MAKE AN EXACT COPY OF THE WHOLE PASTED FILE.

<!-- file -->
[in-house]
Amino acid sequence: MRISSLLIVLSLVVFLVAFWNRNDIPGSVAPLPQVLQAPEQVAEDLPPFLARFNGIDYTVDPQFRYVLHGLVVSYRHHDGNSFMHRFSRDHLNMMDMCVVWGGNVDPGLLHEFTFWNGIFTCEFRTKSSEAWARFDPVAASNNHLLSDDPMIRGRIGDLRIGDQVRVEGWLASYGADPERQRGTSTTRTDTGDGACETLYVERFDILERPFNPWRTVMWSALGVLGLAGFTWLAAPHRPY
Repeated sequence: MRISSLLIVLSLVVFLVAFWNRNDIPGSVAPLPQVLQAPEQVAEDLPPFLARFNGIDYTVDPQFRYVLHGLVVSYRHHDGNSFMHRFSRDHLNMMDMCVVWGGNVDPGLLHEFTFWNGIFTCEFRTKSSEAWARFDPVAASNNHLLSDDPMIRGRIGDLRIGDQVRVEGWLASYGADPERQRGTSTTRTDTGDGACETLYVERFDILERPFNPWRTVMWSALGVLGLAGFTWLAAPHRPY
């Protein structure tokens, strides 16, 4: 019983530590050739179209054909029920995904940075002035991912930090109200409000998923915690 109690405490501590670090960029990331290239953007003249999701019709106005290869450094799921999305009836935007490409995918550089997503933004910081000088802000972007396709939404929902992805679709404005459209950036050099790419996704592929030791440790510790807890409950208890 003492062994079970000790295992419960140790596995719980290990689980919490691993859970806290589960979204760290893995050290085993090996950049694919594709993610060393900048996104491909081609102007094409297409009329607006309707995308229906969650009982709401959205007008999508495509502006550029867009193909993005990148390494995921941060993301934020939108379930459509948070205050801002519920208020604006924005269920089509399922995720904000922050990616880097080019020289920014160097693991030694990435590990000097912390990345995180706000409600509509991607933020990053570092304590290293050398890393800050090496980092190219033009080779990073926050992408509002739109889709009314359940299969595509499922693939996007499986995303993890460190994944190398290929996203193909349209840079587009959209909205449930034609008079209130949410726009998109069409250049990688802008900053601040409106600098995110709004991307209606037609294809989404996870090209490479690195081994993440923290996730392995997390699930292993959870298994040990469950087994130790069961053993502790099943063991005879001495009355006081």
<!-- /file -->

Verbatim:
[in-house]
Amino acid sequence: MRISSLLIVLSLVVFLVAFWNRNDIPGSVAPLPQVLQAPEQVAEDLPPFLARFNGIDYTVDPQFRYVLHGLVVSYRHHDGNSFMHRFSRDHLNMMDMCVVWGGNVDPGLLHEFTFWNGIFTCEFRTKSSEAWARFDPVAASNNHLLSDDPMIRGRIGDLRIGDQVRVEGWLASYGADPERQRGTSTTRTDTGDGACETLYVERFDILERPFNPWRTVMWSALGVLGLAGFTWLAAPHRPY
Repeated sequence: MRISSLLIVLSLVVFLVAFWNRNDIPGSVAPLPQVLQAPEQVAEDLPPFLARFNGIDYTVDPQFRYVLHGLVVSYRHHDGNSFMHRFSRDHLNMMDMCVVWGGNVDPGLLHEFTFWNGIFTCEFRTKSSEAWARFDPVAASNNHLLSDDPMIRGRIGDLRIGDQVRVEGWLASYGADPERQRGTSTTRTDTGDGACETLYVERFDILERPFNPWRTVMWSALGVLGLAGFTWLAAPHRPY
């Protein structure tokens, strides 16, 4: 019983530590050739179209054909029920995904940075002035991912930090109200409000998923915690 109690405490501590670090960029990331290239953007003249999701019709106005290869450094799921999305009836935007490409995918550089997503933004910081000088802000972007396709939404929902992805679709404005459209950036050099790419996704592929030791440790510790807890409950208890 003492062994079970000790295992419960140790596995719980290990689980919490691993859970806290589960979204760290893995050290085993090996950049694919594709993610060393900048996104491909081609102007094409297409009329607006309707995308229906969650009982709401959205007008999508495509502006550029867009193909993005990148390494995921941060993301934020939108379930459509948070205050801002519920208020604006924005269920089509399922995720904000922050990616880097080019020289920014160097693991030694990435590990000097912390990345995180706000409600509509991607933020990053570092304590290293050398890393800050090496980092190219033009080779990073926050992408509002739109889709009314359940299969595509499922693939996007499986995303993890460190994944190398290929996203193909349209840079587009959209909205449930034609008079209130949410726009998109069409250049990688802008900053601040409106600098995110709004991307209606037609294809989404996870090209490479690195081994993440923290996730392995997390699930292993959870298994040990469950087994130790069961053993502790099943063991005879001495009355006081």